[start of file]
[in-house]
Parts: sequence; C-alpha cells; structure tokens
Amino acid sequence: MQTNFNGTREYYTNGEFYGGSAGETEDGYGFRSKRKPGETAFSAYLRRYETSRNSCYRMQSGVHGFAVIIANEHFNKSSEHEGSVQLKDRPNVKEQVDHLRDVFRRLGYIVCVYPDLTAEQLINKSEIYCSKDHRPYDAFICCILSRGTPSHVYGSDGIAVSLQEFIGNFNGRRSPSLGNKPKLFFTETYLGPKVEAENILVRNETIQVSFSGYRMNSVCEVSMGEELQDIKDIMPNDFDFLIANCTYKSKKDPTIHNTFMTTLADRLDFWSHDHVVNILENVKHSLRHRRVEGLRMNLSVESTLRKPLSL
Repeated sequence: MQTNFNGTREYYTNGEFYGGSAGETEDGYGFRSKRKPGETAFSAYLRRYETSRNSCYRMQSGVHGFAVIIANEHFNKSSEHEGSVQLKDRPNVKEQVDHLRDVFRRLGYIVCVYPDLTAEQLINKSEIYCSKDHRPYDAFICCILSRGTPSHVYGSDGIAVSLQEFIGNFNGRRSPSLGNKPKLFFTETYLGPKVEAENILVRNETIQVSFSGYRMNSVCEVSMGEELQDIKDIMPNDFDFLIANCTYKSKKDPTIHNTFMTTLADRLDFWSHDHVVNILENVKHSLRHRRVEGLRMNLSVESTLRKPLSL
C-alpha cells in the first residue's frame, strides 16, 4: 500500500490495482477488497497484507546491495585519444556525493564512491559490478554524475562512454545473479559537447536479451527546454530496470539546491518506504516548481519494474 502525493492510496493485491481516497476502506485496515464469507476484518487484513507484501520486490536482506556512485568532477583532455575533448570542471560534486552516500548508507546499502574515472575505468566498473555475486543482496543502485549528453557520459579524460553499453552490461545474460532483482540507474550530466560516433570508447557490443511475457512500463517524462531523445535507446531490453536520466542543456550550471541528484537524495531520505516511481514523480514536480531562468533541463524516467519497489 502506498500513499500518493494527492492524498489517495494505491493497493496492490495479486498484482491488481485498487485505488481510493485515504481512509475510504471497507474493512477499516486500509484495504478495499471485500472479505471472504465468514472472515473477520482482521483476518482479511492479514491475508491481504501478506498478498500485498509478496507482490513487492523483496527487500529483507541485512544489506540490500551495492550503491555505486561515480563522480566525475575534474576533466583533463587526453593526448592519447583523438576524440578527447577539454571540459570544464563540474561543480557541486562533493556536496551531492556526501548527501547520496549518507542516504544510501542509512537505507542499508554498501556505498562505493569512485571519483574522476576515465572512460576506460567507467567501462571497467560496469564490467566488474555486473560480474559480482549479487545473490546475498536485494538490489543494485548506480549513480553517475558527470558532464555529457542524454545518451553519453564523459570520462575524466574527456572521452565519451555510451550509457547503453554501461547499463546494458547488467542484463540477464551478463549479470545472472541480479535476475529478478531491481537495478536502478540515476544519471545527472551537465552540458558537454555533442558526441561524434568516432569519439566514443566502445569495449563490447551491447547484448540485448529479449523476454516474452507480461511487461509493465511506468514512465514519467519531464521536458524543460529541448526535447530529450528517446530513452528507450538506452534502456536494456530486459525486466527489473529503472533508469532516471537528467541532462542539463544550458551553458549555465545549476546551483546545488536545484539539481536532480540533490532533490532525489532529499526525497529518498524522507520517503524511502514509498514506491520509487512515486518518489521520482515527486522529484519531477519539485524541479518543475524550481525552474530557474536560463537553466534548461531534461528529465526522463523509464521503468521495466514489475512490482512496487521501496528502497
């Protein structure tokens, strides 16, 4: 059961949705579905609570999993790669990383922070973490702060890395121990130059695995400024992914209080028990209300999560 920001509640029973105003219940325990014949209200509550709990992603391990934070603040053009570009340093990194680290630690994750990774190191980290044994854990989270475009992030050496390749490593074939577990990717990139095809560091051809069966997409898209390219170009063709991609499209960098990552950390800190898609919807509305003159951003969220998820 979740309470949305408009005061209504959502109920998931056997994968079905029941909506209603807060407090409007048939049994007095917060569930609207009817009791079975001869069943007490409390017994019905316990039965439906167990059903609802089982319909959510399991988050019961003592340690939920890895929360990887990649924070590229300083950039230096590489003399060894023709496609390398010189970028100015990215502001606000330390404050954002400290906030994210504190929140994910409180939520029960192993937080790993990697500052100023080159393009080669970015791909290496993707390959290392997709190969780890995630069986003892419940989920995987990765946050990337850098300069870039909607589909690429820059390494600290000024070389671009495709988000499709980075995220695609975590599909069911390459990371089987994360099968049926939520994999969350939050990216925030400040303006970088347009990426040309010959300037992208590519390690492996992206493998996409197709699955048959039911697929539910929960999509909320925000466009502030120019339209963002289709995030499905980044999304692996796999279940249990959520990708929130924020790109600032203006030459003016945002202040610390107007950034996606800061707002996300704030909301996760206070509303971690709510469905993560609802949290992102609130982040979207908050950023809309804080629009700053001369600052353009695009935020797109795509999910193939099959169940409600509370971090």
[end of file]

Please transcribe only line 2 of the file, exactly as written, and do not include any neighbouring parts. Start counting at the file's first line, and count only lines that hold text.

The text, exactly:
Parts: sequence; C-alpha cells; structure tokens